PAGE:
With October in full swing, Breast Cancer Awareness Month is underway to highlight the importance of breast cancer prevention, early detection and prompt treatment. Understanding the risk factors for breast cancer is key for prevention, and in BMC Medicine we take a look at how genetic and environmental factors contribute to the chance of developing the disease.
Can disease risk genes be modified by environmental factors?
While a number of validated genes are known to confer breast cancer risk, increasing evidence suggests that certain behavioral factors, such as alcohol consumption and smoking, are thought to modify the effect of genetic risk markers. In a commentary article published as part of our Spotlight on breast cancer article collection, Olivia Fletcher and Frank Dudbridge discuss recent progress in elucidating gene-environment interactions in breast cancer risk.
The authors describe several large-scale studies – including the Million Women Study and the Breast Cancer Association Consortium – which have shed light on how environmental factors can modify genetic risk for breast cancer. Although studies such as these have identified significant gene-environment interactions, for example between the CASP8-rs1045485 gene polymorphism and alcohol consumption, Fletcher and Dudbridge explain that the majority of interactions require replication:
“It is currently too soon to tell whether GxE interactions will shed light on disease processes and improve the accuracy of epidemiological risk models…[we] need to replicate or refute the reported interactions, identify the causal variants that underlie tag-SNP associations and validate the next generation of epidemiological risk models”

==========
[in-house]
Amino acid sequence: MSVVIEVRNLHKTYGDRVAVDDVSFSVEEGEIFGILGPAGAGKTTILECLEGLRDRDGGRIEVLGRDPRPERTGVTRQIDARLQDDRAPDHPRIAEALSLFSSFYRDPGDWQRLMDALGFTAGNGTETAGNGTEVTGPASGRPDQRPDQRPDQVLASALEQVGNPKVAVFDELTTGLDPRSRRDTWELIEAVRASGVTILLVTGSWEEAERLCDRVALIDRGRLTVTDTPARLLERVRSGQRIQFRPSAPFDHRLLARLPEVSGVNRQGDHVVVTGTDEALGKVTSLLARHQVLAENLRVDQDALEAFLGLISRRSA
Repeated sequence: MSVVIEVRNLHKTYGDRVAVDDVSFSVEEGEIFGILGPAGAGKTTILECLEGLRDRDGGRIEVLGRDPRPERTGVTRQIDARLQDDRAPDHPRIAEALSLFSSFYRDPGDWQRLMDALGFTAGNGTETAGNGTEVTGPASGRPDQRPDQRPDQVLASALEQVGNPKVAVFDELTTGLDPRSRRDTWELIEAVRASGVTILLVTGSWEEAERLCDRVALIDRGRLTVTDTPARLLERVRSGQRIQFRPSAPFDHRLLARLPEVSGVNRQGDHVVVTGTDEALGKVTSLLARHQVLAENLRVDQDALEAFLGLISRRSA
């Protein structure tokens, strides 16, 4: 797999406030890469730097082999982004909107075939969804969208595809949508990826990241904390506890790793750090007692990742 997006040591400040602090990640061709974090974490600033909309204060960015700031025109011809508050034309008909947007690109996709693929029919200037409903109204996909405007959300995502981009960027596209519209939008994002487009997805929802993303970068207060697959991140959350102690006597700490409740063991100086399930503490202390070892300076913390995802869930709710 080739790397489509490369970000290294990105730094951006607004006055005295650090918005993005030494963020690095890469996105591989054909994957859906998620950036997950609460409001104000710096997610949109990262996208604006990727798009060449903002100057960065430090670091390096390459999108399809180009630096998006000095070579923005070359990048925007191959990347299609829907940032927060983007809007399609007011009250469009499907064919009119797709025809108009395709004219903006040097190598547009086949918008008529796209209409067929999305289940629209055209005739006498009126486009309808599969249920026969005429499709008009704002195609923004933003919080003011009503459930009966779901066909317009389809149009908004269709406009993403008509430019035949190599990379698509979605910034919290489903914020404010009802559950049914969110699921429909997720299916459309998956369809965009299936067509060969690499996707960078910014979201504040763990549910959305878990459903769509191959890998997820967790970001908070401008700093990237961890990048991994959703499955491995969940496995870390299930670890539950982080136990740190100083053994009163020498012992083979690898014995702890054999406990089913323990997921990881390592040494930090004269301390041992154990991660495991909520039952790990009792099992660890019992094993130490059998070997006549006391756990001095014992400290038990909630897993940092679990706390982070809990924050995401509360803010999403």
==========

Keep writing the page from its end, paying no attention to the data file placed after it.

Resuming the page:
Ongoing large, prospective studies such as Breakthrough Generations aim to shed further light on the genetic and environmental causes of breast cancer, and should help to validate previously identified gene-environment interactions.
Do genetic breast cancer subtypes have clinical value?
While elucidating the complex genetic and environmental causes should help prevent breast cancer in the future, understanding the molecular tumor subtypes in those affected could help facilitate prompt and effective treatment.
In a Biome magazine podcast, BMC Medicine’s Editorial Board Member Debu Tripathy from MD Anderson Cancer Center outlines gene-based assays that are used in the clinic for defining molecular cancer subtypes, and discusses some genetic alterations that can be targeted with currently available drugs. However, as discussed by Tripathy and Mark Robson, many genetic abnormalities do not represent druggable targets, and in most cases, the value of next-generation sequencing is in clinical research.
The use of next-generation sequencing in the breast cancer clinic remains highly controversial, and is debated by Kimberly Blackwell and Mark Robson in our forum article. Looking to the future, Tripathy explains that:
“[what becomes standard care in the future] depends on how the field evolves in terms of what drugs are available [as well as] which genetic changes are the most actionable and have the biggest clinical impact when we target them with these drugs”
Although at present it is too early to tell whether tumor molecular profiling will have great clinical value, and whether gene-environment interactions have a reproducible impact on breast cancer risk, current results point towards a promising future. Further research should provide additional insights into the contribution of gene-environment interactions to breast cancer prevention, as well as whether molecular profiling can help guide effective treatment, in the continued fight against breast cancer.
BMC Medicine’s Spotlight on breast cancer article collection is now open for research submissions. The collection aims to highlight the latest progress across all areas of breast cancer medicine, including clinical studies of new therapies, molecular genomics and translational advances. If you have any research you would like us to consider for inclusion in this article collection, please email firstname.lastname@example.org.
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